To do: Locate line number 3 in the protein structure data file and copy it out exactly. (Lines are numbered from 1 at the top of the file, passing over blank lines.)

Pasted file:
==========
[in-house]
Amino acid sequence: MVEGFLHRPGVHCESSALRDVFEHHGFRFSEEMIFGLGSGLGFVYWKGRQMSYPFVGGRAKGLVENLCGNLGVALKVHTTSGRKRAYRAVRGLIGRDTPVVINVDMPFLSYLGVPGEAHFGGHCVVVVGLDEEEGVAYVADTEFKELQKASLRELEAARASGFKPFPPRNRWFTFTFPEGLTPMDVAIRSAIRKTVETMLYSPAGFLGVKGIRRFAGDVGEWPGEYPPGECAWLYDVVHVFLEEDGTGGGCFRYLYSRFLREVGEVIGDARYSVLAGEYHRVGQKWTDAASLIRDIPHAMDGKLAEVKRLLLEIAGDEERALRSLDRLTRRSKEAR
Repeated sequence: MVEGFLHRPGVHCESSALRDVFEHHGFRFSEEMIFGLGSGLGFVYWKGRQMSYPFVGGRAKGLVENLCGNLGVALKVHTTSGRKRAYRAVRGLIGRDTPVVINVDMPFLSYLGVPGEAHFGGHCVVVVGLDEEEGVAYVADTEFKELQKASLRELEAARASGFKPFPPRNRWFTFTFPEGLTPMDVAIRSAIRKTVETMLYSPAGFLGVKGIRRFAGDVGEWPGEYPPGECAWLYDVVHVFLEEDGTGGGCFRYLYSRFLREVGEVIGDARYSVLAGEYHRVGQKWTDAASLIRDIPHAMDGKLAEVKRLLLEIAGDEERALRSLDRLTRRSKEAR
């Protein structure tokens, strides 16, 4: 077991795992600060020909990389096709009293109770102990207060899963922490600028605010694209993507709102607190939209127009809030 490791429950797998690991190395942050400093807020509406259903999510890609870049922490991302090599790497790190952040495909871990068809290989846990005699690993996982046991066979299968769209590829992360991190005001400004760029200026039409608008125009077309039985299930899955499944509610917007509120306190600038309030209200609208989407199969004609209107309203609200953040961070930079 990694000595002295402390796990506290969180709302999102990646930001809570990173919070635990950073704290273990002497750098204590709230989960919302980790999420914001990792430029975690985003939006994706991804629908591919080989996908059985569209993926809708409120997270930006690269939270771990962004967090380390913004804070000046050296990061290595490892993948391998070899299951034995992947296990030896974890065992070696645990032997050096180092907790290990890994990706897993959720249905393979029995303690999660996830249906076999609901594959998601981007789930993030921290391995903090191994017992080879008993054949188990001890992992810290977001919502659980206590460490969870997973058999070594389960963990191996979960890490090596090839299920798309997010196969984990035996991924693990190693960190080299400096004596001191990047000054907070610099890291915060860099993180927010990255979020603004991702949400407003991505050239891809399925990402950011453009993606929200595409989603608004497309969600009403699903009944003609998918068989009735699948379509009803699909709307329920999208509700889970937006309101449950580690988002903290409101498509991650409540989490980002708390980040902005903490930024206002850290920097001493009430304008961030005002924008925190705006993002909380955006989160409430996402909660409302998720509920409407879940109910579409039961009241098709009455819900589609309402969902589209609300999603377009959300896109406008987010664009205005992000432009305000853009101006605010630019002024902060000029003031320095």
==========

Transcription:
Repeated sequence: MVEGFLHRPGVHCESSALRDVFEHHGFRFSEEMIFGLGSGLGFVYWKGRQMSYPFVGGRAKGLVENLCGNLGVALKVHTTSGRKRAYRAVRGLIGRDTPVVINVDMPFLSYLGVPGEAHFGGHCVVVVGLDEEEGVAYVADTEFKELQKASLRELEAARASGFKPFPPRNRWFTFTFPEGLTPMDVAIRSAIRKTVETMLYSPAGFLGVKGIRRFAGDVGEWPGEYPPGECAWLYDVVHVFLEEDGTGGGCFRYLYSRFLREVGEVIGDARYSVLAGEYHRVGQKWTDAASLIRDIPHAMDGKLAEVKRLLLEIAGDEERALRSLDRLTRRSKEAR